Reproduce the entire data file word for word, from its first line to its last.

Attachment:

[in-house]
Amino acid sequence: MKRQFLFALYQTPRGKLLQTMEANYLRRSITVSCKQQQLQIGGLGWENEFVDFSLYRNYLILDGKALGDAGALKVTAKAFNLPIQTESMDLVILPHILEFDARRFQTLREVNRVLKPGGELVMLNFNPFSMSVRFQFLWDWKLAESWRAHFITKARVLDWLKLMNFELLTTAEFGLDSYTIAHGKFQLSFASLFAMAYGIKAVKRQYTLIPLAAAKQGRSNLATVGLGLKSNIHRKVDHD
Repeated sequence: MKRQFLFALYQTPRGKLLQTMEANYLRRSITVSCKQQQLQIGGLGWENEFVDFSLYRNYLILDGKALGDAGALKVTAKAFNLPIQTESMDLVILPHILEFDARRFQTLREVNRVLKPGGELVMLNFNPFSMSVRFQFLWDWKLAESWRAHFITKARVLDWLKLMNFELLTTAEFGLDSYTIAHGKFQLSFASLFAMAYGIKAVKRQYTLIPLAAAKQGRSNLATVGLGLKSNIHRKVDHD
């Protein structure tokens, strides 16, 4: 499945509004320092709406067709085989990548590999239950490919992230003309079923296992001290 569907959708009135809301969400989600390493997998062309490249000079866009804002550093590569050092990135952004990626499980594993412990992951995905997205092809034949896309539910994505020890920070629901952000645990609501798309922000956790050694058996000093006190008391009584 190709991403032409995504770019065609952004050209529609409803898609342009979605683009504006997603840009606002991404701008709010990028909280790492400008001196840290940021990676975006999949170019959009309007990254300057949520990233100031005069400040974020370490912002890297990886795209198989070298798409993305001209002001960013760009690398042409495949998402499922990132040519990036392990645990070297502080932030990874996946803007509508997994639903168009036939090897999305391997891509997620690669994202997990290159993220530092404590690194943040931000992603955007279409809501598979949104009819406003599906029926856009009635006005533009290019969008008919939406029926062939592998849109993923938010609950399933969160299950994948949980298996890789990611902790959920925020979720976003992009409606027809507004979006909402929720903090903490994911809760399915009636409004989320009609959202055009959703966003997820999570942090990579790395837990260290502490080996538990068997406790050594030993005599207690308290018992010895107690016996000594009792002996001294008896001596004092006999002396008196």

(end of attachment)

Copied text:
[in-house]
Amino acid sequence: MKRQFLFALYQTPRGKLLQTMEANYLRRSITVSCKQQQLQIGGLGWENEFVDFSLYRNYLILDGKALGDAGALKVTAKAFNLPIQTESMDLVILPHILEFDARRFQTLREVNRVLKPGGELVMLNFNPFSMSVRFQFLWDWKLAESWRAHFITKARVLDWLKLMNFELLTTAEFGLDSYTIAHGKFQLSFASLFAMAYGIKAVKRQYTLIPLAAAKQGRSNLATVGLGLKSNIHRKVDHD
Repeated sequence: MKRQFLFALYQTPRGKLLQTMEANYLRRSITVSCKQQQLQIGGLGWENEFVDFSLYRNYLILDGKALGDAGALKVTAKAFNLPIQTESMDLVILPHILEFDARRFQTLREVNRVLKPGGELVMLNFNPFSMSVRFQFLWDWKLAESWRAHFITKARVLDWLKLMNFELLTTAEFGLDSYTIAHGKFQLSFASLFAMAYGIKAVKRQYTLIPLAAAKQGRSNLATVGLGLKSNIHRKVDHD
């Protein structure tokens, strides 16, 4: 499945509004320092709406067709085989990548590999239950490919992230003309079923296992001290 569907959708009135809301969400989600390493997998062309490249000079866009804002550093590569050092990135952004990626499980594993412990992951995905997205092809034949896309539910994505020890920070629901952000645990609501798309922000956790050694058996000093006190008391009584 190709991403032409995504770019065609952004050209529609409803898609342009979605683009504006997603840009606002991404701008709010990028909280790492400008001196840290940021990676975006999949170019959009309007990254300057949520990233100031005069400040974020370490912002890297990886795209198989070298798409993305001209002001960013760009690398042409495949998402499922990132040519990036392990645990070297502080932030990874996946803007509508997994639903168009036939090897999305391997891509997620690669994202997990290159993220530092404590690194943040931000992603955007279409809501598979949104009819406003599906029926856009009635006005533009290019969008008919939406029926062939592998849109993923938010609950399933969160299950994948949980298996890789990611902790959920925020979720976003992009409606027809507004979006909402929720903090903490994911809760399915009636409004989320009609959202055009959703966003997820999570942090990579790395837990260290502490080996538990068997406790050594030993005599207690308290018992010895107690016996000594009792002996001294008896001596004092006999002396008196």